As the article states, “Machine learning spans several industry mega trends, playing a very prominent role within not only Embedded Vision (EV), but also Industrial Internet of Things (IIoT) and Cloud Computing.” In other words, if you’re designing products for any embedded market, you might well find yourself at a competitive disadvantage if you’re not adding machine-learning features to your road map.
This article closely ties machine learning with neural networks (including Feed-forward Neural Networks (FNNs), Recurrent Neural Networks (RNNs), and Deep Neural Networks (DNNs), and Convolutional Neural Networks (CNNs)). Neural networks are not programmed; they’re trained. Then, if they’re part of an embedded design, they’re deployed. Training is usually done using floating-point neural-network implementations but, for efficiency (power and cost), deployed neural networks can use fixed-point representations with very little or no loss of accuracy. (See “Counter-Intuitive: Fixed-Point Deep-Learning Inference Delivers 2x to 6x Better CNN Performance with Great Accuracy.”)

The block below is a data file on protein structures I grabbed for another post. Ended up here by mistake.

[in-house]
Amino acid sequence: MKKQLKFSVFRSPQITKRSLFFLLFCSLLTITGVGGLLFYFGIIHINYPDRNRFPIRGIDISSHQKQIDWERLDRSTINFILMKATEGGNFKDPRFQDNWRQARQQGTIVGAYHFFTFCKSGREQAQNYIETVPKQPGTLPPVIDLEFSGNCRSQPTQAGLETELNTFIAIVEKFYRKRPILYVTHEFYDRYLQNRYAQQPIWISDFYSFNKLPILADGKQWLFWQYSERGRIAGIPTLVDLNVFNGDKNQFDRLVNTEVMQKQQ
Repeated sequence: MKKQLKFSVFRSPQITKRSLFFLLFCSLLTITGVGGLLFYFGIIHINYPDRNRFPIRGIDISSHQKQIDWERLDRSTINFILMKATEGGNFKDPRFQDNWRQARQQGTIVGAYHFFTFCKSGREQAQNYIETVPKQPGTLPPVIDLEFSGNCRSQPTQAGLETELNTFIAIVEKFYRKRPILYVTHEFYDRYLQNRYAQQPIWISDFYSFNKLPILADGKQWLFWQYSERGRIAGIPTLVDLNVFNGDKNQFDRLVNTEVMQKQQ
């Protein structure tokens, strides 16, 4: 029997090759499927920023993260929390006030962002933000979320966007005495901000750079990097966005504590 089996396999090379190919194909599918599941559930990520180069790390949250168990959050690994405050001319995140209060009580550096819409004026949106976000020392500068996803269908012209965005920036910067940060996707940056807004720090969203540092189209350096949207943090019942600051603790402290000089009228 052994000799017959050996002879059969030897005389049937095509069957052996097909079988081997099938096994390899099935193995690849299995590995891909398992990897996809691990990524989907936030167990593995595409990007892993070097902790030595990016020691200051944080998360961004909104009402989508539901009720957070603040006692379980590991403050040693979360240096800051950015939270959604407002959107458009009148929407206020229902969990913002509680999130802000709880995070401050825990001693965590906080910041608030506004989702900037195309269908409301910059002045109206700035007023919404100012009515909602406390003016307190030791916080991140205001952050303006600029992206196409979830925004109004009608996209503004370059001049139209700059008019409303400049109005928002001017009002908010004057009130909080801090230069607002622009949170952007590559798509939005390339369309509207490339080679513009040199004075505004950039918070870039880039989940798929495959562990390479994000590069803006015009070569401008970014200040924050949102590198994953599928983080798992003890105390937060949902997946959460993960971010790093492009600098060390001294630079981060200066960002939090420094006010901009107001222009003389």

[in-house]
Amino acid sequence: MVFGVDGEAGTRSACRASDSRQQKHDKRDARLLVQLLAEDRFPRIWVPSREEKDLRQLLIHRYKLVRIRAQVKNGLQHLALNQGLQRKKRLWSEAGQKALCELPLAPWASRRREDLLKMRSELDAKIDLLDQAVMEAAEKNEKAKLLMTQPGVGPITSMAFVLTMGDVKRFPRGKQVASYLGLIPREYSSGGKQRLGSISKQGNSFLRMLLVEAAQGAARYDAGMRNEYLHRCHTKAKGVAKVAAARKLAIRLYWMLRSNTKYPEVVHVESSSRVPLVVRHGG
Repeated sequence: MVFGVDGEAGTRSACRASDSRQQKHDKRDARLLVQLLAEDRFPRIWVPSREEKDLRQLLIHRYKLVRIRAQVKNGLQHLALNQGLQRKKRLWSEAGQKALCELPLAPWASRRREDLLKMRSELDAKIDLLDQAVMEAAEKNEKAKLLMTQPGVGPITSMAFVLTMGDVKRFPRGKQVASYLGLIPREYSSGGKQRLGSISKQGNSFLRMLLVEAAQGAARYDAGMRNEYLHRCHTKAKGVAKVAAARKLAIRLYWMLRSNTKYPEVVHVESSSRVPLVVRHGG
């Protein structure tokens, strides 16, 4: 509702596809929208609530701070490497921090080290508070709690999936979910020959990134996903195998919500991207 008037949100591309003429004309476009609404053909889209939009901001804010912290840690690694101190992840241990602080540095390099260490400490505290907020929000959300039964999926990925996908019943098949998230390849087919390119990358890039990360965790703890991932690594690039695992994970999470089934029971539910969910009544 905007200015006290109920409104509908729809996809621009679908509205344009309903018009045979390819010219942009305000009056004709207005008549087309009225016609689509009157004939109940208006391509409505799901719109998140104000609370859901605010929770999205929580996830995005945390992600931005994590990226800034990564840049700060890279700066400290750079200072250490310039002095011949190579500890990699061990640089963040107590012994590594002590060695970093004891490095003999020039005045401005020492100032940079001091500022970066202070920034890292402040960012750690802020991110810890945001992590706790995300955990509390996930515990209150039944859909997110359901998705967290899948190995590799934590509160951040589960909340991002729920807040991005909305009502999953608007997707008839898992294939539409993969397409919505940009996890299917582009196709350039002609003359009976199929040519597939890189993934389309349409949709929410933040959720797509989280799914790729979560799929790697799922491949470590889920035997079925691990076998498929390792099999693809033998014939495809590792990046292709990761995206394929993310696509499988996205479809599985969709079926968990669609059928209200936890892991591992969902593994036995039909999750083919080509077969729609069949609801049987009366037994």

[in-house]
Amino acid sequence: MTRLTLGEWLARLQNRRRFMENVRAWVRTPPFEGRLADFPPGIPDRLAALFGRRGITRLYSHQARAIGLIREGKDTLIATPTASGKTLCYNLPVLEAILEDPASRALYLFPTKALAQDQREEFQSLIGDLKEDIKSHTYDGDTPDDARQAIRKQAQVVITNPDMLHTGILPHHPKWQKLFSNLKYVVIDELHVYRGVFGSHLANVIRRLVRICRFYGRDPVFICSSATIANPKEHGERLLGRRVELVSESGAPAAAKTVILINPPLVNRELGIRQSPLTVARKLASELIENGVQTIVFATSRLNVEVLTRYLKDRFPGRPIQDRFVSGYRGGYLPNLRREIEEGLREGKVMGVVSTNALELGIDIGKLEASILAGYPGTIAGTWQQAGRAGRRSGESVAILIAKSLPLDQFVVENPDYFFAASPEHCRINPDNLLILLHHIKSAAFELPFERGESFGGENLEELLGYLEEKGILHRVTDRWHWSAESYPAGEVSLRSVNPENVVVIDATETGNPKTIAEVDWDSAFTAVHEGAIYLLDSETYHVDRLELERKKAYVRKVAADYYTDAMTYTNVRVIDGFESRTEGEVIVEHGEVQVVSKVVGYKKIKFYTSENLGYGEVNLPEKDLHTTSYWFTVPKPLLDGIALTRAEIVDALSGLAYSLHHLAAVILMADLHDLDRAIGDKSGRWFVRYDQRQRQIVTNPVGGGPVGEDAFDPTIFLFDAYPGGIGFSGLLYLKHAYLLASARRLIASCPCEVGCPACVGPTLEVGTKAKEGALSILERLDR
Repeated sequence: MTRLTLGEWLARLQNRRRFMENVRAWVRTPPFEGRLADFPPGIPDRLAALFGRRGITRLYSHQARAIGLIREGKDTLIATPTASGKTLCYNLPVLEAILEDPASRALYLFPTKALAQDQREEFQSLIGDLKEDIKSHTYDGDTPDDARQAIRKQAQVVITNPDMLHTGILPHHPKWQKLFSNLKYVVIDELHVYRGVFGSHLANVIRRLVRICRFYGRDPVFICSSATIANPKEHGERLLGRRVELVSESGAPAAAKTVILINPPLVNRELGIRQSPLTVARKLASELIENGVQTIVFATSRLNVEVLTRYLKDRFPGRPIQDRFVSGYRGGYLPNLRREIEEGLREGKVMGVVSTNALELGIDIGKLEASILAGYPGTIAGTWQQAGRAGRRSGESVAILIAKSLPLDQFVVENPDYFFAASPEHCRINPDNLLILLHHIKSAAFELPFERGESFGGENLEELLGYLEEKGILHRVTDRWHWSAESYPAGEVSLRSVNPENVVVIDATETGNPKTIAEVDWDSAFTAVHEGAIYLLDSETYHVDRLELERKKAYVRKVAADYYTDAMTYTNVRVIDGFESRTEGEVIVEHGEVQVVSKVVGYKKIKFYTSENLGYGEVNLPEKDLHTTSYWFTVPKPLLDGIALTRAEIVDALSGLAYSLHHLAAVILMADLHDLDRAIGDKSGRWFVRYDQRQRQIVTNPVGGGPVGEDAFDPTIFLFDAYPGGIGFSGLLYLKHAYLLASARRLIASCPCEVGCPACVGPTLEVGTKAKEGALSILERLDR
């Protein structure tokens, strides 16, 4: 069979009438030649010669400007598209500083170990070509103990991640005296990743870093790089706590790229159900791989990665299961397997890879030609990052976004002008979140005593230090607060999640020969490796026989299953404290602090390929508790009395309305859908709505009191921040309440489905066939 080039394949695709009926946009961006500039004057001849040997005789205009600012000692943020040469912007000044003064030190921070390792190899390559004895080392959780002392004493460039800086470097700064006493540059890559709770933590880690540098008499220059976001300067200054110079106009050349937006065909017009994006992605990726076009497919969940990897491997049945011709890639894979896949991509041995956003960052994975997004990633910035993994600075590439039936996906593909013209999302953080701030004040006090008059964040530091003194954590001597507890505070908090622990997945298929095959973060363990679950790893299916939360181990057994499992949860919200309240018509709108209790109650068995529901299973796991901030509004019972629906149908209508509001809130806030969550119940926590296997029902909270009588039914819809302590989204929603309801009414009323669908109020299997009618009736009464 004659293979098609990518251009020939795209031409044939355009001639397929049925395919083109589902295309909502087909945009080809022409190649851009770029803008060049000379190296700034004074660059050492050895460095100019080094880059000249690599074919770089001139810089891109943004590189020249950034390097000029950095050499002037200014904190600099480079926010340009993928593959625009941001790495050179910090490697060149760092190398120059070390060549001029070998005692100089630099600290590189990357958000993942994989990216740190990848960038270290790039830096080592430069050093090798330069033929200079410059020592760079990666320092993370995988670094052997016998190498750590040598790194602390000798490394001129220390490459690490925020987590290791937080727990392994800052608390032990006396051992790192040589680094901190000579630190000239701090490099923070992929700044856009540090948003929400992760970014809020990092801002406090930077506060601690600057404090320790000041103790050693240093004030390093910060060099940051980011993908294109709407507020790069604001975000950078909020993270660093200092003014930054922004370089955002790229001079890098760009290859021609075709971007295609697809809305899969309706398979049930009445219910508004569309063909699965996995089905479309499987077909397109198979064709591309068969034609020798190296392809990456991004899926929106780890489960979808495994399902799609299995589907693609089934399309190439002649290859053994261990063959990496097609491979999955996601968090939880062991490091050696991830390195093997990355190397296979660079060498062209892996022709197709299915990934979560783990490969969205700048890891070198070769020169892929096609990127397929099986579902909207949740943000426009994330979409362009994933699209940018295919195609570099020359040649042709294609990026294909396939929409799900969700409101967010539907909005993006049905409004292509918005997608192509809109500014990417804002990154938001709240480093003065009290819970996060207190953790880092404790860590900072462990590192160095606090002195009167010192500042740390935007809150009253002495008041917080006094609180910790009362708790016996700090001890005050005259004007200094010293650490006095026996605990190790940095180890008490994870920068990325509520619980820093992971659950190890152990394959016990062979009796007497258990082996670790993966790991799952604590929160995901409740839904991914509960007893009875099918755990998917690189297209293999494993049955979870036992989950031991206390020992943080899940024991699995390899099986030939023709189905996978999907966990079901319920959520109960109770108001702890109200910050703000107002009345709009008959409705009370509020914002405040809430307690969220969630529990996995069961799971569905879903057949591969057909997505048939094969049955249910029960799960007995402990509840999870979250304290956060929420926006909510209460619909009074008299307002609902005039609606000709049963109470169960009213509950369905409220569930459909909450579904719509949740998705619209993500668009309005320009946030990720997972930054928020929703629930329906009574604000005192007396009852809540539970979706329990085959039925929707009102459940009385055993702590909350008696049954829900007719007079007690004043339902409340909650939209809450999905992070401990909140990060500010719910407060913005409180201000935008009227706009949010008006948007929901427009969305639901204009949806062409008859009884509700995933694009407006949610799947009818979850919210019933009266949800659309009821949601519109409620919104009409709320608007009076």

The programmable logic inside of Xilinx FPGAs, Zynq SoCs, and Zynq UltraScale+ MPSoCs is especially good at implementing fixed-point neural networks, as described in this article by Nick Ni and Adam Taylor. (Go read the article!)
Meanwhile, this is a good time to remind you of the recent Xilinx introduction of the reVISION stack for neural network development using Xilinx All Programmable devices. For more information about the Xilinx reVISION stack, see: